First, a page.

Impact Blog Team
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We might not fully agree, but it has a key insight. All of us- including people living in poverty- have complicated, demanding lives. So simple availability doesn’t mean that even life-changing services like vaccines and HIV tests stay at the top of our minds.
Imagine a world in which diagnostics for diseases that are prevalent in developing countries are available at pennies per use, renewable off-grid energy services are affordable for households earning less than $2/day, and every family has enough healthy food to eat. USAID is helping to turn these ideas into realities by launching the U.S. Global Development Lab.
Today in New York, we launched our Global Development Lab, the new arm of our Agency that will foster science and technology-based solutions to help end extreme poverty by 2030.
In Timor-Leste, progress against maternal deaths has been slow. USAID’s “Mobile Moms” project is using mobile phones to connect expectant mothers with with trained midwives.
When Him Lal Shrestha wants to know what is happening on the ground affecting Nepalese farmers, he shoots a glance up—way up to an orbiting satellite. That great big white ball on the top of his building helps bring life-saving data down to earth.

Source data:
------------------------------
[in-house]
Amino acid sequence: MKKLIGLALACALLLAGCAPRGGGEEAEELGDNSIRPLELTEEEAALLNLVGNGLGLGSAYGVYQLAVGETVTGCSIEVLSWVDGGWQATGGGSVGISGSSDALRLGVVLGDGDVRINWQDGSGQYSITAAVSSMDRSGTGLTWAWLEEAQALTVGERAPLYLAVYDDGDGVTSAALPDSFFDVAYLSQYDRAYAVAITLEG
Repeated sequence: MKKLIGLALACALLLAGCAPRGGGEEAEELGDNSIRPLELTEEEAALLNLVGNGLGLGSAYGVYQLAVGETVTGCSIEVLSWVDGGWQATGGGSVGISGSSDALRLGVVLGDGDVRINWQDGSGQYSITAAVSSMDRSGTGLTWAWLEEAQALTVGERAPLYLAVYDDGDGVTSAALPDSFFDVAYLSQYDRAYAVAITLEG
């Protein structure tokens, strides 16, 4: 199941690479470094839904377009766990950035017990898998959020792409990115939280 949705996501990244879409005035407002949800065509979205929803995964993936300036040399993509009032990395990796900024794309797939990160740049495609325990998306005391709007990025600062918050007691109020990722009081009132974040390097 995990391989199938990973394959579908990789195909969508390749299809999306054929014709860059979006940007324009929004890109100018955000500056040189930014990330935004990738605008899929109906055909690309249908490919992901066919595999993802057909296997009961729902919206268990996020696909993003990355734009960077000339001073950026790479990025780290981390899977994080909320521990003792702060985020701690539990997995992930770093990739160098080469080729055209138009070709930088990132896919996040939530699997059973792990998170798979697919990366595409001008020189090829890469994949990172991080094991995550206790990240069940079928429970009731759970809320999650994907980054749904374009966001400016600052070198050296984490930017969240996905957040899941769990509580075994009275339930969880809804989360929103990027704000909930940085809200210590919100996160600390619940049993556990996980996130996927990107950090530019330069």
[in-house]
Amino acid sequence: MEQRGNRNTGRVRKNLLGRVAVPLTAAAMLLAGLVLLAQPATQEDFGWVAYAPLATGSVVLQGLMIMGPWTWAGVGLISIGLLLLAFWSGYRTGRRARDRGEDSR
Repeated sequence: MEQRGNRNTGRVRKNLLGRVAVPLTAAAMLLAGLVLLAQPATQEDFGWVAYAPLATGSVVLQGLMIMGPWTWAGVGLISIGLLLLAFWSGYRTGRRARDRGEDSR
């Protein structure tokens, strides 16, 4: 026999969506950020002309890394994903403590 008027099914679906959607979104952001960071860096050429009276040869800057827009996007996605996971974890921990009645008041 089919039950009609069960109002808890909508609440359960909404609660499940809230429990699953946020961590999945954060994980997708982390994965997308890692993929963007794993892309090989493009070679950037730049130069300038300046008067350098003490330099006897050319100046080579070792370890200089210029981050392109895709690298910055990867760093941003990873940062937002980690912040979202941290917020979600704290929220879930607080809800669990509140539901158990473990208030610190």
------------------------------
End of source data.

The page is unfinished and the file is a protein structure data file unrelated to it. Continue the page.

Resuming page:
Many consider corruption to be an unavoidable cost of doing business around the Middle East and North Africa. Through efforts such as our partnership with Transparency International, we are helping to lay the long-term foundations for a successful transition to democracy around the Middle East.
The economic impact of agricultural development is not to be understated: Increasing crop yields and profits can help enhance farming families’ resilience to shocks and improve the livelihoods of entire communities. But these programs can also impact those offering assistance on a very personal level.
The success of the democratic transitions underway around the Middle East and North Africa will depend on well-informed voters educated by a professional and objective media.
USAID relies on local civil society organizations (CSOs) to play important roles in the development and humanitarian efforts that we support worldwide. However, current trends of governments placing restrictions on CSOs are requiring donors to find new and better ways to support civil society in difficult circumstances.